Domaine du Petit Bondieu Bourgueil (2010)


BourgueilDomaine du Petit Bondieu Bourgueil

Cabernet Franc

YEAR: 2010



What they say about it:

“Deeply-coloured. Distinctive nose with floral and fruity aromatics. On the palate, tightly-wound, refined stuffing framed by fat yielding a pleasant, supple attack. More structured mid-palate brimming with freshness. A Bourgueil showing wonderful expression that will keep.”

What I say about it:

I try as often as I can to pick up a bottle that is outside of my comfort zone. I am rarely more uncomfortable than with French wine. My two years of French in high school are long-lost (apologies to Mrs. Constanza and Ms. Hennesey). So I decided to not only go French but to go with a French varietal I have never had. The Bourgueil is basically Cab Franc. When I learned this I was much less intimidated. Thank you Google. Now on with the wine. Out of the bottle and into the glass….

Color was bright, scarlet garnet red clear to the rim.

The nose of the wine, aka how it smells, was full of berries, slight floral notes, violets with a little pepper, slight smoke and woody notes.

The taste was slightly bitter at first, but sweet with a pucker. Plums, tart pie cherries, with slight tobacco and oak. Finish was shorter than I would have liked with soft tannins, medium bodied.

Having few points of reference for Cab Franc and none for this French varietal, I liked this but wasn’t blown away. I’d try it again. I had this with and while I was preparing a meal. In this case it was a grilled beef tenderloin and grilled vegetables. It held up well but wasn’t the best match for me.

Would Bukowski drink it?  Hey fancy pants, just drink the shit will you

Overall Rating: 3 BUKS


Some additional notes on the wine:

Bourgueil is the appellation for red wines from Bourgueil (and six surrounding communes) in the central Loire Valley wine region of France. Although technically a part of the Touraine district (which is defined by the political boundaries of the city of Tours), Bourgueil is markedly different from its neighbors and is often grouped together as a separate unit with Chinon, just the other side of the Loire river.

Cabernet Franc is a black-skinned French grape variety grown in most wine producing nations. The variety is most famously known as the third grape of Bordeaux and can be found in many of the world’s top Bordeaux blend wines. Cabernet Franc most commonly appears in blended red wines, where it adds herbaceous accents of tobacco and dark spice.

As a varietal wine, Cabernet Franc is light to medium-bodied and often shows vegetal characteristics, in particular green bell peppers. This has led many wine drinkers to incorrectly identify Cabernet Franc as unripe Cabernet Sauvignon, or even Carmenere. This has been highlighted in Friuli, Italy, where plantings that were thought to be Cabernet Franc were later classified as Carmenere.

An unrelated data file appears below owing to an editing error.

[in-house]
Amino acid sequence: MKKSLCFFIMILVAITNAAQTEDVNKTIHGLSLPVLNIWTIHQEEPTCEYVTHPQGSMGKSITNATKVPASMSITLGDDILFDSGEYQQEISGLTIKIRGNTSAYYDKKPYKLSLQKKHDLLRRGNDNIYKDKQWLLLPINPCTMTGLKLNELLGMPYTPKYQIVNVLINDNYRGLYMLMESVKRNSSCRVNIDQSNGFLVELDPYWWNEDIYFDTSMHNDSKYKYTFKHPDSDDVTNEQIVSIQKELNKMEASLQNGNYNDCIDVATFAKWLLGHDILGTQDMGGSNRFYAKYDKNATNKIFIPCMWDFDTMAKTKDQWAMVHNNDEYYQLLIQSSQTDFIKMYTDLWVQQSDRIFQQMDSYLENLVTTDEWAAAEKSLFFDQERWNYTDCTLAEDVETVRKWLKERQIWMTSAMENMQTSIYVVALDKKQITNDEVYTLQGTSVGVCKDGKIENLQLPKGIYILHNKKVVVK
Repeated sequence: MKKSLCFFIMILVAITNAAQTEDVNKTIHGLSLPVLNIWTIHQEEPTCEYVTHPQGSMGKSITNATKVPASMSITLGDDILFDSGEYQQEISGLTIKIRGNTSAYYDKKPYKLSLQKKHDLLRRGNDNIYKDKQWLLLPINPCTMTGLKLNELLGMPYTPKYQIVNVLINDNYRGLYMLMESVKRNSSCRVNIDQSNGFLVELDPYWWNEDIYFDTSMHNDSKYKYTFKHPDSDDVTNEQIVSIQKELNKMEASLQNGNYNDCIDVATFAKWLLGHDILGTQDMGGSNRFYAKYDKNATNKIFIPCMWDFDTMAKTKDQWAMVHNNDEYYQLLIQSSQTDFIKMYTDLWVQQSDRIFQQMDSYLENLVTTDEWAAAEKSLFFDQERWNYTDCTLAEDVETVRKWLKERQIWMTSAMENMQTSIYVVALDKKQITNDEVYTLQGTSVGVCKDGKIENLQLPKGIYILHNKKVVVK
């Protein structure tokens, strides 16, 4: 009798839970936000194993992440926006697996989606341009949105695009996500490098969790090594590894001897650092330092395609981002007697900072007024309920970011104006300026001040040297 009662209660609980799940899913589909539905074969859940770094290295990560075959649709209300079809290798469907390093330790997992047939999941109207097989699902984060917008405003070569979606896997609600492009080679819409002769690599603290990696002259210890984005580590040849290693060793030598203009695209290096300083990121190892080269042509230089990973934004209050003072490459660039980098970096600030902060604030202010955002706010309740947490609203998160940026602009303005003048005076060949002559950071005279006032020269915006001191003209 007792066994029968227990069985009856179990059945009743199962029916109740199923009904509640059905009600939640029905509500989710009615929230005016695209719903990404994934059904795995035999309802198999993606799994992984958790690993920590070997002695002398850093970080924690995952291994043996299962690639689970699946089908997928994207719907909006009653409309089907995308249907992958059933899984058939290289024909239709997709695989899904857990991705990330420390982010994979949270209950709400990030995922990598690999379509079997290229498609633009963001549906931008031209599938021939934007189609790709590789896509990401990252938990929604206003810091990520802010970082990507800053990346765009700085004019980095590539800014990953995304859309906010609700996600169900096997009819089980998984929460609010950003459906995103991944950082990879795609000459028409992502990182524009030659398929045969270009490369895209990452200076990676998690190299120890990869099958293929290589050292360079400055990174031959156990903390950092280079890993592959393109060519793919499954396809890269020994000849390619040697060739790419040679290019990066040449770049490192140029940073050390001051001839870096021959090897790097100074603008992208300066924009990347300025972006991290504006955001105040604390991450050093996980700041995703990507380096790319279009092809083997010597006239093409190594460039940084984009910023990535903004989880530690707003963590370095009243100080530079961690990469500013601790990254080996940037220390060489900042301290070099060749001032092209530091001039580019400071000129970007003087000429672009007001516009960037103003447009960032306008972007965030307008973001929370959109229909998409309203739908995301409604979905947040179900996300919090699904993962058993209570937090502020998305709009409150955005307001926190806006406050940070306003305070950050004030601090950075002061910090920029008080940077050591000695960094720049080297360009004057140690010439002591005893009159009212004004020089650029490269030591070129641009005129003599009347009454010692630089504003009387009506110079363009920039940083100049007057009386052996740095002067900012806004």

Bogle Vineyards Red Blend “Phantom” (2010)


Bogle PhantomBogle Vineyards Red Blend “Phantom”

Red Blend: Zinfandel 51% – Petite Sirah 47% – Mourvèdre 2%

YEAR: 2010

REGION: US: California


What they say about it:

“This ruby red spectre entices with rich blackberry and briary boysenberry. Provocative dark fruits envelop the nose and palate, leaving the essence of flavors brought forth by the grapes during winemaking. Black cherry and anise abound, leading to a sturdy finish of black pepper, pipe tobacco and spicy oak. Aged for over two years in 1 and 2 year old American oak focus and intensify the Zinfandel, Petite Sirah and Mourvèdre, creating yet another passionate and commanding red wine, impossible to ignore. Welcome the winery ghost into your home again with this latest vintage, and enjoy with full-flavored and hearty meals…before it vanishes again.”

What I say about it:

I love big wines. The Phantom from Bogle is a big bold spicy red that I really enjoy. A complex red blend that is ideal for a dark cold winter night. So out of the bottle and into the glass….

Visually the Phantom is a stunner. Deep ruby red and garnet true to the rim. Rich, bright and clear. Long legs and jammy.

The nose is equally pleasing with a lot of big berry notes – Plums, ripe black berries, and cherries (dark fuits). Also notable spice; cardamom, clove and pepper. Also subtle notes of tar, leather, wood and linseed oil.

The taste is big and a very full finish. Lots of spice with a peppery, fruity, smokey blend. The berry notes I detected in the nose as well as prunes and cassis. Leather and tobacco, pipe tobacco, like Captain Black’s, sweeter and mellow. Oak but not too oaked. Full long but round tannins. Softer yet pronounced. This is a very full bodied dryer wine with 14.5% alchohol.

I really can’t say anything bad about this wine. It pairs excellent with grilled red meats and rich spicey foods as well as hangs out well all on it’s own. For fruits, think complimentary fruits such as red grapes, dried cherries, blueberries, figs and on the contrast side apricots and pears, particually Bosc (for the skin). For cheeese, I would go Spanish, Manchego, Queso de Mahón and to the Blues, even smoked gouda. Break out the salted cured meats too as this wine will marry well with Soppressata and Finocchiona salami.

Would Bukowski drink it?  Get a room Dave. What matters most is how well you walk through the fire. I’d walk a lot easier with a bottle of the Phantom in my back pocket. 

Overall Rating: 5 BUKS